Summary: Here are some great ways to reframe your mindset if you’re struggling with asking for help in the workplace. Learn how to prioritize and think about the situation from different angles in order to find the courage needed to reach out to someone who can offer you the support you need.
Asking for help can be one of the hardest things to do. We attach a lot of social stigma when people can’t just do things themselves without “burdening” others. But the truth of the matter is that no one gets by alone. Not only are we social creatures meant to depend on one another, but we all have unique strengths and can create much better results when we work together. Unfortunately, just knowing that doesn’t necessarily make it easier to ask for help, especially if we’ve made a mistake. So here are some steps you can take to gain the courage needed to get there.
Flip The Script
Think about a friend (even better if they are also your coworker). Imagine it was them in this situation instead of yourself. Chances are, you wouldn’t feel put out or have any negative feelings towards them if they came to you for help. It probably feels silly even to think you’d be upset with them. Try to understand that it’s the same when you’re the one making the ask. Don’t try to justify your fears, either. It’s ok to ask for help.
It’s Just Business
When you’re at work and realize you need help with something, that means something is on the line for your job. It could impact students, colleagues, or overall work performance. If you focus on just the business side of things, then the best course of action is to ask for help to ensure that the problem in front of you is resolved as well and as quickly as possible. That fear that is telling you the worst-case scenario of your situation going sideways should encourage you to ask for help because you want to avoid that. From a professional standpoint, you want to show you can put business needs above your pride.
You Want to Improve
You are reading this blog because you’re struggling to ask someone for help or think you might in the future and want to get better at it. You came to this page for help. Take that same approach the next time you realize you might be in over your head and want some assistance. The mindset you take shouldn’t be one where you berate yourself for not being good enough; it should be an acknowledgment that you want to get better no matter your current skill level.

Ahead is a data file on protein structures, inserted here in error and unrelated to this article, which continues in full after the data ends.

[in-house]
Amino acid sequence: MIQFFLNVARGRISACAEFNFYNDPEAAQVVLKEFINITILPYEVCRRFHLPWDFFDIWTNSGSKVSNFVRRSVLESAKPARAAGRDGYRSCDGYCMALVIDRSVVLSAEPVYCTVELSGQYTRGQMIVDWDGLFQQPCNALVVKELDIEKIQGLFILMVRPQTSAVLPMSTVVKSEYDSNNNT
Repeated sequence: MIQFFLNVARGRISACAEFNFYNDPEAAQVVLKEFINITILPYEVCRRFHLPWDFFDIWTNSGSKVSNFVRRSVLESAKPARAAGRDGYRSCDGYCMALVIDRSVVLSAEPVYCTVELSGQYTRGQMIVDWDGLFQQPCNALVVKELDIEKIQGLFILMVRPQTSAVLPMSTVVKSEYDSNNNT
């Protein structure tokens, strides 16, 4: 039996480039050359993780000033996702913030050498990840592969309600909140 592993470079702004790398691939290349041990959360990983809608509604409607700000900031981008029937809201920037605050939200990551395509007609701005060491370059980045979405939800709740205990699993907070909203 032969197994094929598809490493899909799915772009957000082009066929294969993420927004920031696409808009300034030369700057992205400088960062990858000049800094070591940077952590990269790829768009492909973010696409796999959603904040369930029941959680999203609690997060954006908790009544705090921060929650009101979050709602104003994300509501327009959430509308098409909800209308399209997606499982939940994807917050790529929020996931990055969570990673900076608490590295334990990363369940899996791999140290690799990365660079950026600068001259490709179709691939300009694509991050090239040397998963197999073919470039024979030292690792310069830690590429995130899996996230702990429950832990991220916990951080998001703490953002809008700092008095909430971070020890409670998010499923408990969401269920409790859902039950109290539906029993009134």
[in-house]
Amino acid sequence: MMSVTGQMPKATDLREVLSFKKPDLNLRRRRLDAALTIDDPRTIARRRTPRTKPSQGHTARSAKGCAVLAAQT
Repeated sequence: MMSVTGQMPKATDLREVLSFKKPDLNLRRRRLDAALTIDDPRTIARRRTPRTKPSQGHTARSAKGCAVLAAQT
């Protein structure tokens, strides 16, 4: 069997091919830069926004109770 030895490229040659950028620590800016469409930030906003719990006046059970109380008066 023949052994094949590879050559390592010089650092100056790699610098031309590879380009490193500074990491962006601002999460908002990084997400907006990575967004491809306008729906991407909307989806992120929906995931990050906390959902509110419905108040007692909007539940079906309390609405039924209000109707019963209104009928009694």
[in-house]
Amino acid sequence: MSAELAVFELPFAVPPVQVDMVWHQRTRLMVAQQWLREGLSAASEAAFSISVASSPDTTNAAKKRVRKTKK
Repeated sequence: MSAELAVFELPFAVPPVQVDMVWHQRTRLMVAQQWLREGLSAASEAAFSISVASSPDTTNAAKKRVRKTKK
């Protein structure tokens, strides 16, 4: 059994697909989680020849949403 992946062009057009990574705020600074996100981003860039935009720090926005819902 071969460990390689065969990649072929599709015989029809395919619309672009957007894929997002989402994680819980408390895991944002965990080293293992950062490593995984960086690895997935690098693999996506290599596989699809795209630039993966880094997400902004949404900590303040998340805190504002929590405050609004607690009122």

What to Say and How to Say it
If you’re struggling to ask for help, you internalize the situation and take it personally. So, before you talk to the person you will be asking for help, talk to yourself. This will sound a little weird but talk to yourself in the third person. Try this:
“You made a mistake, and that’s normal. Now you can take the next best step and ask for help to fix it.” Or “You’re stressed out right now, so take a couple of breaths and then get a second set of eyes on the situation so that you can handle this the best way possible.”
The third-person perspective will help you get some distance from the problem and not take it so personally.
Next up, you need to ask for help. Who is the most qualified and available person to help you in this situation? Chances are you have a chain of communication you are supposed to go through when things get rough. If you’re worried about talking to your supervisor, remind yourself that you’re taking the initiative to fix the problem, which is the best route of action even (and especially) if you were the cause of the problem.
Remember that the most critical factor at hand is the problem you’re trying to solve. It’s easy to try and protect ourselves from the negativity we expect when asking for help by apologizing several times and maybe even talking down about ourselves to the person we are talking to. After all, we are taking time out of their day because we couldn’t handle something, right? Wrong. Asking for help is an entirely normal thing to do.
The better way to approach your ask is this:
- Reach out directly. Apologize only if you are interrupting
- Let them know that you could use some assistance
- Tell them if it’s urgent or if you need help when they have a moment
- If it’s essential, don’t minimize it because you don’t want to impose, be reasonable about when this issue needs to be fixed.
- Explain the situation, admit if you made a mistake
- Explain the mistake if you can and either mention how you know the correct route now or ask for further instruction on how to avoid making the same mistake again
- Please don’t spend time complaining about whoever caused the problem
- Thank the person sincerely and show gratitude without belittling yourself in the process
- “Thank you so much; you’re a lifesaver.” Not “I can’t believe I couldn’t handle this. Thank you for fixing my mess.”
The biggest lesson to learn when asking for help is to take yourself out of the equation entirely. When things go wrong, we all have a lot of emotions, and if you focus on tearing yourself down, you’re only adding problems. Asking for help is something everyone does and should do. Things end up better when we work together, so keep these tips in mind the next time you hesitate to ask for help.